>> that is correct. gregg's -- >> has there been a proposal from you to change it? >> no, but i can take direction from the commission to take it to the code advisory committee. >> that is correct. if they want to in cent or initiate something, they can make a request that the director consider code amendments. then it would go through the process. >> my preference would be to address this when and if the director feels is appropriate and if you get more information from the relevant departments as to this particular issue. i would like to see an answer to the question of how often it happens, when is it needed, what are the consequences, what is the downside to doing this? i am concerned about people in
high density situations having access to help the air. i have been in residential areas and hotels downtown that have -- that do not have it and it affects people's lives. you've got to create habitation that makes people healthy and keep people healthy. i'm not sure i even want it done. i'm not sure i would vote to direct youtube. >> i can certainly find out the background on this particular code change because every code change has to have some kind of comment through the code advisory committee and testimony through the code advisory committee, even the subcommittees. i can find out the background before this denial letter. i can bring that to you. >> great. >> that is discussed and we will take this on at the next meeting then. next item.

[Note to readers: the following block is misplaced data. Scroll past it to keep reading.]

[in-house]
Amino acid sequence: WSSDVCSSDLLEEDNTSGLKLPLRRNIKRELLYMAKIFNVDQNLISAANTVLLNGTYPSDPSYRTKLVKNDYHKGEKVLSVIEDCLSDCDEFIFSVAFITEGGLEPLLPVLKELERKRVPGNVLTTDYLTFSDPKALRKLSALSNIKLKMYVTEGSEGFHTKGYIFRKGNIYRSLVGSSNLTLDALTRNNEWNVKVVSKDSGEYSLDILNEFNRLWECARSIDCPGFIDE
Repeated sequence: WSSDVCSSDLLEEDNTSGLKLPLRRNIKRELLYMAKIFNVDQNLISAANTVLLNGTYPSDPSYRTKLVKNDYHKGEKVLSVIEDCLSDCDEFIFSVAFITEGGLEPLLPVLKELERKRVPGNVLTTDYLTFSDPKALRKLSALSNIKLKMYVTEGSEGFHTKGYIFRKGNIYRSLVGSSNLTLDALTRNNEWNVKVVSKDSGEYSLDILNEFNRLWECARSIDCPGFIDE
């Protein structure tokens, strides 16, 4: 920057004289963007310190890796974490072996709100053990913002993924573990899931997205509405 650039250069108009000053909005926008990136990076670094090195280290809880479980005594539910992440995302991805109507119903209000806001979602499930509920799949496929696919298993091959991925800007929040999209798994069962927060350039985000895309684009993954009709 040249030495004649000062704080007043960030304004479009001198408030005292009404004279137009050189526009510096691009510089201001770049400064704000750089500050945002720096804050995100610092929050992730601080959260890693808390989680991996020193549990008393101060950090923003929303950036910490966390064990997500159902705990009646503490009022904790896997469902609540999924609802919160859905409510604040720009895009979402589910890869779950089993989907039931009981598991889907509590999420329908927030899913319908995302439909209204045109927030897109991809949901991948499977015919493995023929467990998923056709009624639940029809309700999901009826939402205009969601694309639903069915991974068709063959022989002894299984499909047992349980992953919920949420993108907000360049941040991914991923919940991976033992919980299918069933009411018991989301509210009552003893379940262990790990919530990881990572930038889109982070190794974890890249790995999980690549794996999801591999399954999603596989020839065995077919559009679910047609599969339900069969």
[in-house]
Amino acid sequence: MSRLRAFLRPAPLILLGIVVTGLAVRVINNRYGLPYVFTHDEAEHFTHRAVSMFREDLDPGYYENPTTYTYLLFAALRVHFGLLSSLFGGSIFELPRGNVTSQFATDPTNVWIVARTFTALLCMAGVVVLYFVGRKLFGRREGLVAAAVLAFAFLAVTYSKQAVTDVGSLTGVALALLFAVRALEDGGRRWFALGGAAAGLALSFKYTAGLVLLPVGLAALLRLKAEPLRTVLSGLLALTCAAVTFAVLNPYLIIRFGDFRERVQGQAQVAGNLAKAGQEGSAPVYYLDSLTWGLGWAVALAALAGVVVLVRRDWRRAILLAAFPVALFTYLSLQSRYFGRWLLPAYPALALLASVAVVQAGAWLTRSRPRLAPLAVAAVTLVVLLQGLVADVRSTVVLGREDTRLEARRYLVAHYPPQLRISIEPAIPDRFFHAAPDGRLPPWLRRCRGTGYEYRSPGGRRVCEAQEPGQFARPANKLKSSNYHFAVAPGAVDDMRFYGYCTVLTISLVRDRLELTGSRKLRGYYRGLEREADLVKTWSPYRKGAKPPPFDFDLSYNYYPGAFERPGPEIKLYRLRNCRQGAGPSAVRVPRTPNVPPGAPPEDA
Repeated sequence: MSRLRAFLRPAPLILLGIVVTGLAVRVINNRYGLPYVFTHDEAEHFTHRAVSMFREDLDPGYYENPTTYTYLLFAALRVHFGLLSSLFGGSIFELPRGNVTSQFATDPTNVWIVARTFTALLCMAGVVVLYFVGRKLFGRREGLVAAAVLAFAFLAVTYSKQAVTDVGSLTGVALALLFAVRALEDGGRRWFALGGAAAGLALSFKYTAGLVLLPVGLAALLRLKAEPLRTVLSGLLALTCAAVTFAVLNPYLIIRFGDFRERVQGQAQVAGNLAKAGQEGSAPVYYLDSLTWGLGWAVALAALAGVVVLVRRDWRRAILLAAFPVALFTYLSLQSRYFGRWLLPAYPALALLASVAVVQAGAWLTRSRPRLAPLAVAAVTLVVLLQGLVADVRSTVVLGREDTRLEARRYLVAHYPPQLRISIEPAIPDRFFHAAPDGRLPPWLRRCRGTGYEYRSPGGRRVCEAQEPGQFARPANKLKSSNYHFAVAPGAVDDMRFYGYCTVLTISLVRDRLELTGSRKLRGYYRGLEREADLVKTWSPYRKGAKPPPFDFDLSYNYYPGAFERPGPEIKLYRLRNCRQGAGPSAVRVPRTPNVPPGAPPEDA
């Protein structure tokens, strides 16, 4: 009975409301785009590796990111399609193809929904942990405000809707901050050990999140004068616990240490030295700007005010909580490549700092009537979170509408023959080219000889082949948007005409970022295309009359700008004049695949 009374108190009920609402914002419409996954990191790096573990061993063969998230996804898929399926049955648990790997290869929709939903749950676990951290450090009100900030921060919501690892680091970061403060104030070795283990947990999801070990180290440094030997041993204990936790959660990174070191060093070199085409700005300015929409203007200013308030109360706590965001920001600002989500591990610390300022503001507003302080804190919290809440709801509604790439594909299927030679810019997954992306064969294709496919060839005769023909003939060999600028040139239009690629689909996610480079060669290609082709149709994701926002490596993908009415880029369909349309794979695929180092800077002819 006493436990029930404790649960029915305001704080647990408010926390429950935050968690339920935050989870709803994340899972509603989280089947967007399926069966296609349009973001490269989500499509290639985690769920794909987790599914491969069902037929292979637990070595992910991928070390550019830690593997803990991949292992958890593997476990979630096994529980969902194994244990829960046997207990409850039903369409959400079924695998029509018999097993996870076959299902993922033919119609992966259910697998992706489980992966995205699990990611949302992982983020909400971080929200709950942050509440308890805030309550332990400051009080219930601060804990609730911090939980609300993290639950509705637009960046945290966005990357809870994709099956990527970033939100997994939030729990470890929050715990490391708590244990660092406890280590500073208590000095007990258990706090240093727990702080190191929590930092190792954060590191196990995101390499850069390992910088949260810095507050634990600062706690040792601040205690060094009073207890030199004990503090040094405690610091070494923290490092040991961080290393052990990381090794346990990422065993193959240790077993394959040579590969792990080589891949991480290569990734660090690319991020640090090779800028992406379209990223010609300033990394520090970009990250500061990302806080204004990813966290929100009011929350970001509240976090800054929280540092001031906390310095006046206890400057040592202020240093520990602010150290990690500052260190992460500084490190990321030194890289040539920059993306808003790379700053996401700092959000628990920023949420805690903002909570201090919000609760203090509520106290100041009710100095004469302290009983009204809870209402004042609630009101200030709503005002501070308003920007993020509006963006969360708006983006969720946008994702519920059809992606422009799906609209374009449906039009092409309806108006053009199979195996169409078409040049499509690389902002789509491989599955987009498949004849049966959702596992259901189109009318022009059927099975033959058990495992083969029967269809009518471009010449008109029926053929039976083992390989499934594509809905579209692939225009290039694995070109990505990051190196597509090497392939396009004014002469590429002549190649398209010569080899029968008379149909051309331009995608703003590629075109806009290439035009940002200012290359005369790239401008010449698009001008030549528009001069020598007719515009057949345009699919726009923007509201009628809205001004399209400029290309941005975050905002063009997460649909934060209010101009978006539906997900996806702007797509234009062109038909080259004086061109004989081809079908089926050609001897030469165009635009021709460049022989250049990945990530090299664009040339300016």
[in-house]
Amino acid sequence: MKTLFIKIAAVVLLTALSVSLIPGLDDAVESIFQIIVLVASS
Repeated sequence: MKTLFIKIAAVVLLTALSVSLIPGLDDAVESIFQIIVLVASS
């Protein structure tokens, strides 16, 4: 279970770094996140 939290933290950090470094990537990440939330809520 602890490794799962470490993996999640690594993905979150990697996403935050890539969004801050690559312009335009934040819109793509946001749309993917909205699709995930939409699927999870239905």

>> are we going back to no. 5? >> yes. correct item number five, a general update from the litigation committee on the process of dealing with outstanding cases. >> i believe i'm going to be doing -- as a member of the litigation committee, just a brief overview of what we do as the litigation committee. and then an update on where we are standing with a response to the submission of the request from commissioner melgarde. the litigation commission consists of three commissioners. is president lynch, myself, and mccarthy. we have code enforcement effort through our building department where we try to ensure that all
folks doing work and providing housing for tenants in san francisco are applying the building code. when it happens that people are not, either in the case of blighted properties, complaints from neighbors about apparent code violations on the exterior of the building, or tenants within the building, we actually issue notice of violation and we, as a department, go out and say that you have to resolve the issue. there is an extensive process within the department that allows our staff to work with these folks with these violations to fix them and resolve them, which is our goal. it goes through a process that would be the directors hearing where the director determines to